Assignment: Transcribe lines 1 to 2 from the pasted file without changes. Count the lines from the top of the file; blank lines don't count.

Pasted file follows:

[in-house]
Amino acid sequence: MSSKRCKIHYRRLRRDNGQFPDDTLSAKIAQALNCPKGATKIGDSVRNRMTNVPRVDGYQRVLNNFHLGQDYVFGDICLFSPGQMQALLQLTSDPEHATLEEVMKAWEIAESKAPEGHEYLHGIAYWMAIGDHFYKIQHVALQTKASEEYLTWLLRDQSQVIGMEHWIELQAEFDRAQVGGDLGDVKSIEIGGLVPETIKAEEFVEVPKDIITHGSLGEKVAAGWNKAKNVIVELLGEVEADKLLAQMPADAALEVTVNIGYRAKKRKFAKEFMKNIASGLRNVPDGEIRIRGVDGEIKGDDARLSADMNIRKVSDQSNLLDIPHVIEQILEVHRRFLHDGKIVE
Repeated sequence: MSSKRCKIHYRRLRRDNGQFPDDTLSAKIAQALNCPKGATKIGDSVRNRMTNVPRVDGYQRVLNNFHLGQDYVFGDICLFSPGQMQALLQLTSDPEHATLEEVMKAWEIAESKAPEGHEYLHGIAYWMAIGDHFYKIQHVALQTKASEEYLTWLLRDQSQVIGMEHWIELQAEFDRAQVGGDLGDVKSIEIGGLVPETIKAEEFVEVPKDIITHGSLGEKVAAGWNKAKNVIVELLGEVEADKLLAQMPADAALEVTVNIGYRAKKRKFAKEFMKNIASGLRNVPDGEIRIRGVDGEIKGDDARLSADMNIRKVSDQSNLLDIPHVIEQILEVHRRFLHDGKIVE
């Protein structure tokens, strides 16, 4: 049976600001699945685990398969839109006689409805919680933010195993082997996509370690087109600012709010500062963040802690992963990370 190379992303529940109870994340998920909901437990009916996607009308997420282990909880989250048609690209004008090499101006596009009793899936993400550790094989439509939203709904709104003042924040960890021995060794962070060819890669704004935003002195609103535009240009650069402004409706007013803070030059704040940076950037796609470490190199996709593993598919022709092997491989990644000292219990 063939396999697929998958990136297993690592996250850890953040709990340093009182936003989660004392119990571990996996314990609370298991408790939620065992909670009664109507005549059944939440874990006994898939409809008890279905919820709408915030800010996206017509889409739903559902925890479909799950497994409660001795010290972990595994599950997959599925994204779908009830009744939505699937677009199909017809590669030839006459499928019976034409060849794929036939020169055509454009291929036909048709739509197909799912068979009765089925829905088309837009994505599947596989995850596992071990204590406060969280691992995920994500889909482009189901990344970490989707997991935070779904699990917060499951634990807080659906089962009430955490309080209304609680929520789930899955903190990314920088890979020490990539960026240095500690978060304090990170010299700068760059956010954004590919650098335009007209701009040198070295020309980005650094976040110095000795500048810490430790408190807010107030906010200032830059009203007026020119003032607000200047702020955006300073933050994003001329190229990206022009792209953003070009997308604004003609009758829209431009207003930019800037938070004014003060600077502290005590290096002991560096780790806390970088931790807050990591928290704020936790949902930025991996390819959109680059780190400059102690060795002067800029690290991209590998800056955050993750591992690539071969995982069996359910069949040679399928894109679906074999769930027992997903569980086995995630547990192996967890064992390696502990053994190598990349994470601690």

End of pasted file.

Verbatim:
[in-house]
Amino acid sequence: MSSKRCKIHYRRLRRDNGQFPDDTLSAKIAQALNCPKGATKIGDSVRNRMTNVPRVDGYQRVLNNFHLGQDYVFGDICLFSPGQMQALLQLTSDPEHATLEEVMKAWEIAESKAPEGHEYLHGIAYWMAIGDHFYKIQHVALQTKASEEYLTWLLRDQSQVIGMEHWIELQAEFDRAQVGGDLGDVKSIEIGGLVPETIKAEEFVEVPKDIITHGSLGEKVAAGWNKAKNVIVELLGEVEADKLLAQMPADAALEVTVNIGYRAKKRKFAKEFMKNIASGLRNVPDGEIRIRGVDGEIKGDDARLSADMNIRKVSDQSNLLDIPHVIEQILEVHRRFLHDGKIVE